We passed the recheck and headed out for a 20 mile loop from camp. The first several miles were the same as the morning trail, and then we made a left hand turn and proceeded up a canyon on the LD trail. The LD riders were now starting to return on this trail from the away vet check, so again it was fun to see everyone and briefly say hi as we climbed. B hit his standard mid-afternoon OMG I'M SO HUNGRY MUST EAT ALL THE THINGS phase which is nearly like clockwork for him. So we walked and jogged and grazed and stopped often for bites of grass. Near the top of the climb Jeff, Jessica, Mike and (?? Nance?) caught up to us. They all checked and made sure we were okay and I assured them it was just hunger issues. Bravo ate a bit more and then tucked in with the group. We all rode a few miles together to the next water set and along the highway. Jeff and I were in front chatting, and at one point I looked back and realized the others weren't there anymore! B was over his "I'm gonna die unless I eat" phase and back to normal feed the hungry pony status. Jeff and I had a good time trading off the lead back and forth and I was actually happy to have some company for the upcoming 30-miles, since it was going to be just a 15 mi shorter repeat of this same 20 mi loop, done twice. Gus and Bravo were well paced together, other than needing to either stay REALLY close or well back to avoid the blowing dust in my contacts. The rain storm caught us just before we got back to camp and I regretted my mistake of taking off my jacket and leaving it in my trailer at the last hold. While I got SOAKED, at least it wasn't too cold and it wasn't long before we were back in camp.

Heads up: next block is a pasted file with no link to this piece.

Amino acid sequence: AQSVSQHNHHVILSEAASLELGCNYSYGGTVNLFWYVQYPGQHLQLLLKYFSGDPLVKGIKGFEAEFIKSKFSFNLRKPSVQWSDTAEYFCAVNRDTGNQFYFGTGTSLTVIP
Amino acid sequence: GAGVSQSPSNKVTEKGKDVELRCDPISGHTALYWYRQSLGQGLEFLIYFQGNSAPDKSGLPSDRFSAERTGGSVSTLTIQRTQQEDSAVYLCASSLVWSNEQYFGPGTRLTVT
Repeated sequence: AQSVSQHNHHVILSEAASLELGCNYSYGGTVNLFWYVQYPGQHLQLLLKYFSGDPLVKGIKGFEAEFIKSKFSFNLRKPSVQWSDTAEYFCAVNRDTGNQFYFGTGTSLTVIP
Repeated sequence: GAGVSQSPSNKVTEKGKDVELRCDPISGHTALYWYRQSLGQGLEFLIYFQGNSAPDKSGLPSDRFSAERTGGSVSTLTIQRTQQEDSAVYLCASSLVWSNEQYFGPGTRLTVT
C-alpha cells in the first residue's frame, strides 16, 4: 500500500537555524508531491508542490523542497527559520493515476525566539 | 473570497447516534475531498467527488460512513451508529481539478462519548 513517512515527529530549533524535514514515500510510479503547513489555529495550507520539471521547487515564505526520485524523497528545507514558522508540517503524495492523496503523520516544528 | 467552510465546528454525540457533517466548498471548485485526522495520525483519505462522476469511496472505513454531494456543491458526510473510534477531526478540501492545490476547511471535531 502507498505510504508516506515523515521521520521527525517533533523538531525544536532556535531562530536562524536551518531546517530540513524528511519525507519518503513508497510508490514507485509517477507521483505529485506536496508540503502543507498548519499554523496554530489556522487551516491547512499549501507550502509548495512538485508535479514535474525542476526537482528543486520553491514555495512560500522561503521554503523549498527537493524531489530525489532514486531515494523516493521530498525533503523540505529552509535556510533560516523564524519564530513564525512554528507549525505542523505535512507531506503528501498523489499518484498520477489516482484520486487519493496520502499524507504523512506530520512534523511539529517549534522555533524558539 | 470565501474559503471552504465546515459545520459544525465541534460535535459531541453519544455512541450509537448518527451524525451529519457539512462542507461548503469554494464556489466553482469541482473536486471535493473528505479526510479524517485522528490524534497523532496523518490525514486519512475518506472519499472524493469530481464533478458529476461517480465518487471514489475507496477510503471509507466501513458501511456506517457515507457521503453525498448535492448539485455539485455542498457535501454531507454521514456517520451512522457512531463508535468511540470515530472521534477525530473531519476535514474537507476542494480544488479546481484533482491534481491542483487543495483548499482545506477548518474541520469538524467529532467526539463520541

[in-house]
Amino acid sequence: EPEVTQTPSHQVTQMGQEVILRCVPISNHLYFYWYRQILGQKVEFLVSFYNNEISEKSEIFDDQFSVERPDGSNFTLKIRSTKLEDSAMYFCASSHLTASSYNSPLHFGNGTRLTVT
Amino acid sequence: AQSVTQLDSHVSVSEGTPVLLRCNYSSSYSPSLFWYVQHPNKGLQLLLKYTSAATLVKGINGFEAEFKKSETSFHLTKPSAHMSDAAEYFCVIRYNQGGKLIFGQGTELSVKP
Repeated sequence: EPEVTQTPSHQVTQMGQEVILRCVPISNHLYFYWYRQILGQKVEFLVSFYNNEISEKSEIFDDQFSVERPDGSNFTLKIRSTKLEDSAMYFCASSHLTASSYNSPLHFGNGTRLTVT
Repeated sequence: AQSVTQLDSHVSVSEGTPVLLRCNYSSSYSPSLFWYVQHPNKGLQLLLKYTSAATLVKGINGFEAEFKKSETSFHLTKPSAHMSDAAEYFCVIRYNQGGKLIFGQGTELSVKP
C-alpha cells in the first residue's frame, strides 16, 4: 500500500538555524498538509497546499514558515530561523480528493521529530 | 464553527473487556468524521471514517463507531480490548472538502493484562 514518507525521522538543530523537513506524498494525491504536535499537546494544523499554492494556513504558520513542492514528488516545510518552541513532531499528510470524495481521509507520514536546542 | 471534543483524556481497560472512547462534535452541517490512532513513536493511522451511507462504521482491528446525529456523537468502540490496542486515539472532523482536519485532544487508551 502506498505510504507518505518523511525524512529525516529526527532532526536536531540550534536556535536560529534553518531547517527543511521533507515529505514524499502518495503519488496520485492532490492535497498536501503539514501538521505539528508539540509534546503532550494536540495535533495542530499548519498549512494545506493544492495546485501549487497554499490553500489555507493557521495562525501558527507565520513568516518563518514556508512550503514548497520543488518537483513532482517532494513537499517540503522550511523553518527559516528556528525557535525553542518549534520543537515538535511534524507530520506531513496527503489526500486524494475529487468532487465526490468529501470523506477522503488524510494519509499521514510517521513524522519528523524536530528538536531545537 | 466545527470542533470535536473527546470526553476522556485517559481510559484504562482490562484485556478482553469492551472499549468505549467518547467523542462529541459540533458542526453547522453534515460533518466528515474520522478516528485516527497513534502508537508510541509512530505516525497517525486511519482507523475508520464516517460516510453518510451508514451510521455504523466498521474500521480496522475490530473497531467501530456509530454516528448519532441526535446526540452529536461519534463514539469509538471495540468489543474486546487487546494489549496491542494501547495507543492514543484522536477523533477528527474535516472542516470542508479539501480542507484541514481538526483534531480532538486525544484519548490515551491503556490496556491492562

We arrived in camp at 70 miles around 1615 or so. Vetted through with that same watch on his left front. It wasn't noticeable out on the trail, but I could see it out of the corner of my eye this time while trotting. Same recheck before we head back out. This was only a 40 minute hold and I scrambled to refill water bottles, elyte syringes, carrots on my pack, change out of my wet clothes from head to toe, and oh yeah.... eat something myself. This ride was all about liquid calories for me pretty much. If I couldn't drink it or slurp it in the saddle, I didn't have time. We rechecked his leg before heading out and it was the same as noted previously - slight and occasional but "something".
Jeff and Gus had left on time and I was a few minutes later after I got organized and did our recheck. I really just wanted to finish and wasn't concerned with placing so it was good to get back into a pocket by ourselves. B and I both had a serious case of the "fuckits" doing this same loop again. The 15 mi yellow was only different from the previous 20 mi pink by having a different cutoff point. I realized this was the first 100 I've ever done which had so much repeat trail. I've been very fortunate to not have this be a regular occurrence. Regina had to make several last minute changes the week of the ride due to OHV and water damage to past routes used. Some of what we rode was new trails she had just found to link together. I'm not complaining, it was just an interesting observation to see at what point we both got a little low on motivation. I also made myself take some elytes, drink at least a 1/4 bottle, and get some calories every time I started to feel a little mentally low.